drivers who ignore school buses which have their stop-arms
extended risk getting caught on camera and incurring a $490
fine thanks to a new initiative being implemented by the
city under it’s Safe Roads program.
Ward councillor Stephen Blais was joined by Mayor Jim
Watson in announcing the city`s latest Safe Roads initiative
to install surveillance cameras on the stop-arms of
six school buses by next September. PHOTO SUPPLIED
to Cumberland Ward councillor Stephen Blais, who has been
pushing for the cameras for the past four years, a set of
four cameras will be installed on the exterior of six different
buses – two immediately and another four in September.
will be connected to a series of sensors which will be activated
when the system detects a vehicle passing the bus when it
is fully stopped. The cameras will record a short video
which will be relayed to a secure server, where members
of the Ottawa Police Traffic Enforcement Services will access
and review the footage to determine if charges should be
is similar to the red light camera program in that the owner
of the vehicle receives the fine regardless of who is driving.
is all about protecting children,” explains Blais. “Many
drivers don’t realize the safety concerns that come with
not stopping for school buses, and that’s something we hope
this program will address.”
joined forces with M.L. Bradley Ltd. in Navan to establish
a stop-arm camera pilot program in 2016 that was called
“I Stop, You Stop”.
the first two months the pro-gram was in place, an average
of five motorists drove by the extended stop-arm with its
flashing red light every day. The number stunned Blais,
who has been lobbying his fellow councillors and city staff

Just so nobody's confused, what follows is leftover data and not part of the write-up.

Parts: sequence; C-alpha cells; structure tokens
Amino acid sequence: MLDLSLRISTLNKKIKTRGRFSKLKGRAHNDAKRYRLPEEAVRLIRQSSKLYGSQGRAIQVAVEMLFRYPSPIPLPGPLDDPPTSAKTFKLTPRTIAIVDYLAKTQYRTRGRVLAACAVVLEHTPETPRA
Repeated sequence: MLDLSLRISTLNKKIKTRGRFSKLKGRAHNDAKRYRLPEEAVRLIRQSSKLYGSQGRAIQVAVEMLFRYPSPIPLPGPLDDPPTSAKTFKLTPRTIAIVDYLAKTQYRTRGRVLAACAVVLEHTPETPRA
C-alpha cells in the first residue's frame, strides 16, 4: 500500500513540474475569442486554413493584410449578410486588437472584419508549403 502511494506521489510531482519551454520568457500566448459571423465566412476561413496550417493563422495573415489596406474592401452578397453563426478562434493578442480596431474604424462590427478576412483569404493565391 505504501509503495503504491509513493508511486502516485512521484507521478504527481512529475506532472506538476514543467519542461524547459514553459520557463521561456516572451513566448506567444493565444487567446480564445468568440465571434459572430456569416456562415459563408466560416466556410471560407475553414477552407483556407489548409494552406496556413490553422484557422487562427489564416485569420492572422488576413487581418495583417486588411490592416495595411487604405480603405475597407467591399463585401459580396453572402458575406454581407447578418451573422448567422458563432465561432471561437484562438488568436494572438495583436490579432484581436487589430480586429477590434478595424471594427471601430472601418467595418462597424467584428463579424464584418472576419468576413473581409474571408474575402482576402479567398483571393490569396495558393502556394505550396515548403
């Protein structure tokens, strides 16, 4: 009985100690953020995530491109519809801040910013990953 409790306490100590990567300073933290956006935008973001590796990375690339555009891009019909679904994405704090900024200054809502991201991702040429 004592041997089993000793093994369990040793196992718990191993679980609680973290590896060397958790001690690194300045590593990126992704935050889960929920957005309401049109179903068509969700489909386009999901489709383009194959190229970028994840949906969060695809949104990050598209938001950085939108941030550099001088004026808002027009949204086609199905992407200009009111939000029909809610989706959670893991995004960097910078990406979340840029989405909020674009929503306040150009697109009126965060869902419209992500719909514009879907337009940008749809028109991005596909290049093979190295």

to make the cameras permanent ever since.
of the program will rely on the fact that motorists won’t
know which school buses will have the cameras and which
will not. At least two school buses in the east end will
be equipped with them.
to ensure drivers are attentive and focused on safety every
time they are behind the wheel, and especially when driving
in proximity to school buses,” says Blais, who also announced
the creation of a “Constable Scarecrow” program last week
to combat speeding in school zones.
Scarecrow is actually a life-size, metal cut-out of a police
officer holding a radar gun. The Constable Scarecrow was
used with great success during a two-month pilot project
on Coquitlam, B.C.
Police Service will place scarecrows at two sites -- one
on Portobello Blvd. in the east end and the other on Bridge
Street in Manotick where speeding in school zones has become
a major issue. Each sign costs about $165 and are tamper-resistant
pilot project has shown that this is an extremely cost-effective
way to cut down on speeding in school zones,” says Blais.
story was made possible thanks to the generous support of
our local business partners.)